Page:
Coachwhip Snake Biology: The coachwhip snake (Masticophis flagellum) is a species of snake that is native to the southern continental United States, stretching from the east to west coasts. Coach whips are also native to northern Mexico. Coachwhips are very thin snakes, which is why they are said to resemble a type of whip. Unlike many other snake species the coachwhip has a very thin head that is almost the same width as its body. This can make it difficult to distinguish between the head and the tail of a coachwhip from far away. While they are extremely thin, coachwhips can reach remarkable lengths. Some adult coachwhips reach nearly two meters in length. A more common length for an adult coach whip is over one meter.
The coachwhip is actually a very diverse species of snake, with several subspecies of coachwhip known to exist. The subspecies include the Sonoran coachwhip, the Eastern coachwhip, the Baja California coachwhip, the Line coachwhip, the Red coachwhip, the San Joaquin coachwhip and the Western coachwhip. Because of this great diversity the coachwhips in one region often have a different coloration pattern than those in another region. In many areas the most common color for a coachwhip is a shade of brown, but green and even pink or red coachwhip specimens have been collected. The coachwhip can have a unique color pattern that changes from the head of the snake to the tail. This is very unusual in most snake species. Coachwhips have very distinctive round eyes that are a deep black with a ring of lighter coloration around the pupil. Their large round pupils give the coachwhip snake extremely keen eyesight.
Habitat: Coachwhips can be found throughout the southern United States and northern Mexico. They are an extremely common sighting in gardens and yards across states like California, Texas, New Mexico, Louisiana, and Florida. The coach whip usually prefers to live in an open grassy area, such as the southern great plains. However, coachwhip sightings within less dense forest regions are quite common as well.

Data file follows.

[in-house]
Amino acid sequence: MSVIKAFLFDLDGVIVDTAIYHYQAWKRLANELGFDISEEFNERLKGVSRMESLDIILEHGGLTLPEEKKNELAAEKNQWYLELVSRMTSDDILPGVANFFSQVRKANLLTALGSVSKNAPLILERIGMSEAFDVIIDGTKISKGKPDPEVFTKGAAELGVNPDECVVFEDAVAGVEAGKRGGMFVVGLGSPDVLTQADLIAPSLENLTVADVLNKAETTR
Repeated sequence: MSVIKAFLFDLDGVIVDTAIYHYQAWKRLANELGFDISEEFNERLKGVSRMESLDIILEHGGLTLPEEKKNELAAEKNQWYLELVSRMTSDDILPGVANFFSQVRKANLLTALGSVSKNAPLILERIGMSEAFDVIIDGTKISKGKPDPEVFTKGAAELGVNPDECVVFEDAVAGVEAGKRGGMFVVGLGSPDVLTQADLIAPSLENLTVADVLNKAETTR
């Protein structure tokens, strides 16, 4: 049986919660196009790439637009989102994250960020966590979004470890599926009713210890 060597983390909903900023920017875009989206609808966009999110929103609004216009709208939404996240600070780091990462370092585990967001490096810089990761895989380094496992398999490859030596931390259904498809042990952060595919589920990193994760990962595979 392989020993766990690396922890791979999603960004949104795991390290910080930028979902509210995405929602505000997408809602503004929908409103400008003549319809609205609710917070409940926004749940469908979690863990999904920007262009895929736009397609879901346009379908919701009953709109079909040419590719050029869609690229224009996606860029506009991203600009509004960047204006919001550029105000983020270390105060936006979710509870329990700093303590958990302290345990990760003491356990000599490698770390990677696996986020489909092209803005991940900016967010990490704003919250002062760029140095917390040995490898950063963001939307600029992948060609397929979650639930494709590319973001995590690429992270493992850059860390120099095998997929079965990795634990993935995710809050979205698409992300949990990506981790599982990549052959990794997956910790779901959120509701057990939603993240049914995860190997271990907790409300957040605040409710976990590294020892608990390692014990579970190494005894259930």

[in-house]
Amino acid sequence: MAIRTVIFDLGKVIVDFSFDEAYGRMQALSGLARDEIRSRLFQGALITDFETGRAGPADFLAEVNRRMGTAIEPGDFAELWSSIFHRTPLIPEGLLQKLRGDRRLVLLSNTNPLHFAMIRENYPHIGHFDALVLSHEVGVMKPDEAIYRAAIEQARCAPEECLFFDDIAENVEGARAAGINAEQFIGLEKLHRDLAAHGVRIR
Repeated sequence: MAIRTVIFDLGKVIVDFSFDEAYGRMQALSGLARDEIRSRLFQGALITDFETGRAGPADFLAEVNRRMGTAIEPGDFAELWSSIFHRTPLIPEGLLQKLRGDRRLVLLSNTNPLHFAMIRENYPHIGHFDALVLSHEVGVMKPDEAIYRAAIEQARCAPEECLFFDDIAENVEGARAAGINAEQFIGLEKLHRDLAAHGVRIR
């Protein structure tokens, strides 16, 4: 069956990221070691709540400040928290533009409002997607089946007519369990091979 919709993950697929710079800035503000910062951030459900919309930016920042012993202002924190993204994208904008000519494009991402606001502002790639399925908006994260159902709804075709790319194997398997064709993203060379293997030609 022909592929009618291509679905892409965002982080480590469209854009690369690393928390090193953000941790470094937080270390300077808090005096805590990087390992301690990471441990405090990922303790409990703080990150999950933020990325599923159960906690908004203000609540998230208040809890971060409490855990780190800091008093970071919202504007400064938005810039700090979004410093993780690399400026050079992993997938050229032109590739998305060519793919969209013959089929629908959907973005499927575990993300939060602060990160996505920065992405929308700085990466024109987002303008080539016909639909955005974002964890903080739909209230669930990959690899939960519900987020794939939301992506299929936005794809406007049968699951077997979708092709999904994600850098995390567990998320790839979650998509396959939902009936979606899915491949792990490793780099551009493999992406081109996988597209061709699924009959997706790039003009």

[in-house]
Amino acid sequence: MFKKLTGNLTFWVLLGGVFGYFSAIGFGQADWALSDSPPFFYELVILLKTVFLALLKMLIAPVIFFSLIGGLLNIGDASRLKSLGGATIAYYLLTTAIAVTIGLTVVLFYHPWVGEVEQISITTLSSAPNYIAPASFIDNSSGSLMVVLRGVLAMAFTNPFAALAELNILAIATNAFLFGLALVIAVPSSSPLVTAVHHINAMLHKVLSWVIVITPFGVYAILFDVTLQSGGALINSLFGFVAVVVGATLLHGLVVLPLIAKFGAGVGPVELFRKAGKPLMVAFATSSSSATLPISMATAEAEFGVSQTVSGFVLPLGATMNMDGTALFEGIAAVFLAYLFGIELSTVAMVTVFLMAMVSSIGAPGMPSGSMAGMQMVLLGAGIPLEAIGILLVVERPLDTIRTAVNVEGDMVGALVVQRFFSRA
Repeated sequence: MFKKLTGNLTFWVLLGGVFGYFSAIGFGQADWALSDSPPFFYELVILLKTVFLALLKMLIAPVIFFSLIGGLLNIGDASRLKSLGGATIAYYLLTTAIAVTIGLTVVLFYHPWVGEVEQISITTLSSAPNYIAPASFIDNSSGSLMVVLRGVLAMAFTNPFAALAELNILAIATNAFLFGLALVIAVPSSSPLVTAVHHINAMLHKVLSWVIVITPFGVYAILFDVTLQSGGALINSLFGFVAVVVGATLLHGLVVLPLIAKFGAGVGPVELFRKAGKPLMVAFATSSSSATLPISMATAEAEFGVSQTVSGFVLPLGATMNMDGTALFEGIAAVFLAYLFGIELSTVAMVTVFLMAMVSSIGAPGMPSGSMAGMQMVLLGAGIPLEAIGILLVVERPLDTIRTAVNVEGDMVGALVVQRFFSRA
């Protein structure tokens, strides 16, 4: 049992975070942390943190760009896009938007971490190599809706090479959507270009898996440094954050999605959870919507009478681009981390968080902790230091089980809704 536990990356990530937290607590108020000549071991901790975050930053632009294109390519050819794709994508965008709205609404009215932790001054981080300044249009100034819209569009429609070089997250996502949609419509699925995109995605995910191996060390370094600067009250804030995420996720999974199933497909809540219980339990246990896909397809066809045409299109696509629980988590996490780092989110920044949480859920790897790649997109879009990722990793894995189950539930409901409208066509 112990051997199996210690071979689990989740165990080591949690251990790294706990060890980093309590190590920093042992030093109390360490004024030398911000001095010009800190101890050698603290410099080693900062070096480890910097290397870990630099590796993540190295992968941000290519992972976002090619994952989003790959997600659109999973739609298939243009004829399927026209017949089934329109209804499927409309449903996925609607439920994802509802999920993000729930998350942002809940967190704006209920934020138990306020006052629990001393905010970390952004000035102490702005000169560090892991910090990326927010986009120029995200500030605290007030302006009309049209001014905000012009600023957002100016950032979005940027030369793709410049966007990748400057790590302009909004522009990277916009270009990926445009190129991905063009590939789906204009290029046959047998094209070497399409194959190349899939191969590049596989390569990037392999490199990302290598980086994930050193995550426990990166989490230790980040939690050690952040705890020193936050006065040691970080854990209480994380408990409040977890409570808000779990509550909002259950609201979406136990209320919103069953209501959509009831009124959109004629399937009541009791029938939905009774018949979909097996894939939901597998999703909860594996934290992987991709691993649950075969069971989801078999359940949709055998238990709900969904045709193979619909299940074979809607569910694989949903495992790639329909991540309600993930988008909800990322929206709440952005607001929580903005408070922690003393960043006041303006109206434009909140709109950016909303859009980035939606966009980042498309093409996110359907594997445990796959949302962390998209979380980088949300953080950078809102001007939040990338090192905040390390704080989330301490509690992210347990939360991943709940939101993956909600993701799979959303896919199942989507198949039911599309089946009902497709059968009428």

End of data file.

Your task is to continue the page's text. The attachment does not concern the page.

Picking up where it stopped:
Behaviour: Unlike many other colubrid snake species, the coachwhip is diurnal rather than nocturnal. This means that it is most active during the daytime hours between sunrise and sunset. The coachwhip snake’s preference for daytime activities partially accounts for why it is such a common snake to encounter. Another reason coachwhips are easy to find is that they do not hide much. As active hunters, they are constantly slithering through open grassy areas where a human might encounter them. Although coachwhips are extremely easy to spot because of their active nature during the daytime, catching one is another matter entirely. Coach whips are known to be exceptionally fast snakes. Furthermore, they are cautious and do not like to be in close proximity to humans. This is why most coachwhip sightings occur when a human surprises one and sees the snake rapidly slithering away. Coachwhips have an undeserved reputation of aggression towards humans because of their extremely fast speed on land. In reality, coachwhips do not pose any danger to humans. They are usually nonaggressive towards people and do not produce any venom. A coachwhip bite can cause a bit of pain, but as long as the wound is kept clean the person usually recovers from a coachwhip bite with no serious long-term problems.
Diet: The coachwhip’s keen eyesight makes it an excellent hunter. The coach whip snake does not passively hunt its prey like many other snakes. Rather it will actively go after a potential meal. Coachwhips do not rely on either venom or constriction to capture prey. Instead the coachwhip relies on its speed to quickly grab prey with its mouth. Its diet consists of any small animal it can catch. Because of its geographic locations, the most common prey of the coachwhip snake are other small reptiles including lizards, frogs and snakes, as well as smaller rodents and birds. Occasionally the coachwhip will eat a large insect or spider as well.
Reproductive: Like most snake species in the United States, coachwhips typically breed during the spring months from March through June. Coachwhips are oviparous, meaning the female lays eggs rather than giving birth to live young that hatched within the mother. Coachwhip eggs take a few months to hatch. The females are unusual in the great number of eggs they can hatch, with some clutches reaching nearly 30 eggs.
Below are some other species of snake that may look like a Coachwhip Snake:
Pine Woods Snake
Red Rat Snake
Yellow Rat Snake
Many people want to know how to kill a Coachwhip, but you don't need to. The best way to get rid of Coachwhips is to simply leave them alone. You can also use a Coachwhip trap to catch them - that's one of the best ways for how to remove Coachwhip. For more information, go to my Snake Removal - How to Get Rid of Snakes home page.